Only One Way?

In school you may have read the poem “The Blind Men and the Elephant,” by John Godfrey Saxe. It describes how six blind men wanted to learn what an elephant was like. Each explored a different part of the elephant, and each had a different way of describing it. When examined from the side, the animal resembled a wall. From its tusk, it seemed like a spear; from its trunk, like a snake,  from its ear, a fan, from its tail, a rope.

“And so these men from Indostan / disputed loud and long. / Each in his own opinion / exceeded stiff and strong / though each was partly in the right / and all were in the wrong!”

The author was making a theological point. He wanted his readers to assume that there is more than one way to think about reality, more than one way to God.

The way our world is today, the problem with Christians is that we think we have the only way to salvation. We claim to worship the only true God. To many people, this is narrow minded bigotry.

Philip Ryken wrote, “Insisting that Jesus is the only way is an especially unpopular stance in a culture based on freedom of choice. . . . Religion is now called a ‘preference,’ which makes it sound like  a soft drink or a shade of paint. If you can go to the college of your choice, root for the football team of your choice, watch the cable channel of your choice, and eat the yogurt of your choice, why can’t you pray to the god of your choice?”

Colossians is a letter written by Paul to first century  believers living in a city which was a hotbed of religious and cultural pluralism. Colossae had a mixture of the pagan gods of Rome, Greek philosophy, eastern mysticism, and Jewish legalism. Many of these influences were blended into  a system of thought that was a precursor to Gnosticism.

This new cult taught that faith in Jesus was not enough. A secret, higher knowledge was needed to obtain wisdom and enlightenment. It taught the worship of angels and sought mystical experiences through secret rites and astrological mysteries.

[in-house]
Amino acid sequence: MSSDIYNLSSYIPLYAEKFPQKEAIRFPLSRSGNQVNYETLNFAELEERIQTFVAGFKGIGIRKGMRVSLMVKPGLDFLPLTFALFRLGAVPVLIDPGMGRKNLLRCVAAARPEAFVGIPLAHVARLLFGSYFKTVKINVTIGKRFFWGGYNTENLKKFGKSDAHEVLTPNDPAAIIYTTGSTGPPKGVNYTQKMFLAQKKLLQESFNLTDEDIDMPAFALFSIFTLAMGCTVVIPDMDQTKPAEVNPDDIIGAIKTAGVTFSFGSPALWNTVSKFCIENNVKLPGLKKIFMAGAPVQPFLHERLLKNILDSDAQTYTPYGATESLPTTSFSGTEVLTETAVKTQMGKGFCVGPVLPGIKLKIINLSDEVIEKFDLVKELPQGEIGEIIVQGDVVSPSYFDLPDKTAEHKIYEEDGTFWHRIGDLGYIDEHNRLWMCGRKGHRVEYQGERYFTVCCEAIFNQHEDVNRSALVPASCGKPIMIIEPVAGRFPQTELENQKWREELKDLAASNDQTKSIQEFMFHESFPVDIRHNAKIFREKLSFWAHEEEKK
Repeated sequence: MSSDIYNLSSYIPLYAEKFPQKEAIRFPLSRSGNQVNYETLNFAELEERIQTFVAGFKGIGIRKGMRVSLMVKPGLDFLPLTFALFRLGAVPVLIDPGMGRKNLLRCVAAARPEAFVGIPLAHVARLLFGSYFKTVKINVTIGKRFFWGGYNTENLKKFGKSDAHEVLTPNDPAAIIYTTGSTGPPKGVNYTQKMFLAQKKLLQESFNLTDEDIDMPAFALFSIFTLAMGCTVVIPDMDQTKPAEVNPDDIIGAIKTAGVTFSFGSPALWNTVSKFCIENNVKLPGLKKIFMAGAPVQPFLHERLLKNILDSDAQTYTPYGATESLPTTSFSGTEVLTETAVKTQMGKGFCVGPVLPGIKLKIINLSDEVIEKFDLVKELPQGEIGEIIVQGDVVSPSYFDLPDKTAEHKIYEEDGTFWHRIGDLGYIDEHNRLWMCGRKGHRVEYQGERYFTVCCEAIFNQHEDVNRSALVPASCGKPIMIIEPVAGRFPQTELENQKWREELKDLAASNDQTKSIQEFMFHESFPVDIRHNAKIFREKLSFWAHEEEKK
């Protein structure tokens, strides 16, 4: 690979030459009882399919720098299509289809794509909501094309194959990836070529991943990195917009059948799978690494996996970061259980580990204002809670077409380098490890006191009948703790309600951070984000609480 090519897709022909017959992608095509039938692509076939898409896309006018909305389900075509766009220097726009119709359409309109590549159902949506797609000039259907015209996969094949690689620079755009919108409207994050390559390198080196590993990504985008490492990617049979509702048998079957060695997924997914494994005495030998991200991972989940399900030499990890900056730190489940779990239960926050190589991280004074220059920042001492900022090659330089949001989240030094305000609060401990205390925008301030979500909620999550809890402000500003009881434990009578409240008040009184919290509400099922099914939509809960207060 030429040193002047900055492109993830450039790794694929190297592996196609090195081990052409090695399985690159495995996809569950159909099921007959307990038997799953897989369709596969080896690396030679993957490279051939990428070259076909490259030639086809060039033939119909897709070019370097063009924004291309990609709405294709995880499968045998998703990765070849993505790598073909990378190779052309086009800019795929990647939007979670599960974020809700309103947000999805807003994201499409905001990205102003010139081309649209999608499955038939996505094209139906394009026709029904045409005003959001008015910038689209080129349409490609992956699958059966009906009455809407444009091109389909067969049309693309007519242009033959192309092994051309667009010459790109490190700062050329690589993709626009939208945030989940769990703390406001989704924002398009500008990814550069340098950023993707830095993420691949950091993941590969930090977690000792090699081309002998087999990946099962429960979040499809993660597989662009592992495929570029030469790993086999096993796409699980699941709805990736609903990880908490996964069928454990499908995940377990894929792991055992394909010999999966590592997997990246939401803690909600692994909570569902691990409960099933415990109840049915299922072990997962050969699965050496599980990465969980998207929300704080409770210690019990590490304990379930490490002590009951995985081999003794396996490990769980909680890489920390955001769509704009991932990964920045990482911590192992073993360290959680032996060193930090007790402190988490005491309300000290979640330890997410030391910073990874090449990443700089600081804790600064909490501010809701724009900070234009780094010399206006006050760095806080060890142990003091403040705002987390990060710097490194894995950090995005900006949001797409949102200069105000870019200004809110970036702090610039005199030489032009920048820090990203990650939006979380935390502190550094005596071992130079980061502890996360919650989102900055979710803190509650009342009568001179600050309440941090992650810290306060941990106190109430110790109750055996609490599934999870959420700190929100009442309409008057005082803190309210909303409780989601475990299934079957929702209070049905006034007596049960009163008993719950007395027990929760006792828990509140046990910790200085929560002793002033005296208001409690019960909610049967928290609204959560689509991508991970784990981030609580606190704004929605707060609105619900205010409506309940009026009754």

If you read and study Colossians, you will discover that Paul borrows from the vocabulary of this new philosophy to argue against it. He uses some of their own words to teach what they denied: the sufficiency and supremacy of Jesus Christ.

Paul wrote with unfiltered clarity that Jesus Christ is sufficient: “In him we have redemption, the forgiveness of sins” (Colossians 1:14). He is all we need to have a right relationship to God. He is the totality of the divine fullness. He is the cosmic agent of creation. He is the reconciler of people to God. He is over all spiritual forces, both angelic and demonic. By his death he secured victory over sin and the powers of darkness. By his resurrection he is proven to be the pre-eminent one. He is indeed the only way.

This is strikingly relevant today in America as people are being told that all religions are equally valid. They are merely different roads up the same mountain. No single worldview has an exclusive claim on the truth. No religion can claim to be superior to any other.

The only absolute creed in America today is pluralism, the theory that there can and must be more than one kind of ultimate reality. Edward Gibbon wrote about the last days of the Roman empire: “All religions were regarded by the people as equally true, by the philosophers as equally false, and by the politicians as equally useful.”

This is why Paul puts such emphasis on the exclusivity of Jesus Christ. The first chapter of Colossians is one of the great Christological passages in the New Testament (along with John 1, Hebrews 1, and Philippians 2). There is a finality and authority in his teaching about Jesus in Colossians. I recommend that you read it carefully.

The Colossian believers had “heard the word of truth, the gospel” (Colossians 1:5). They had believed what it taught about Jesus (Colossians 1:4). You and I need to do the same thing as we navigate life in a pluralistic culture.

Pastor Randy Faulkner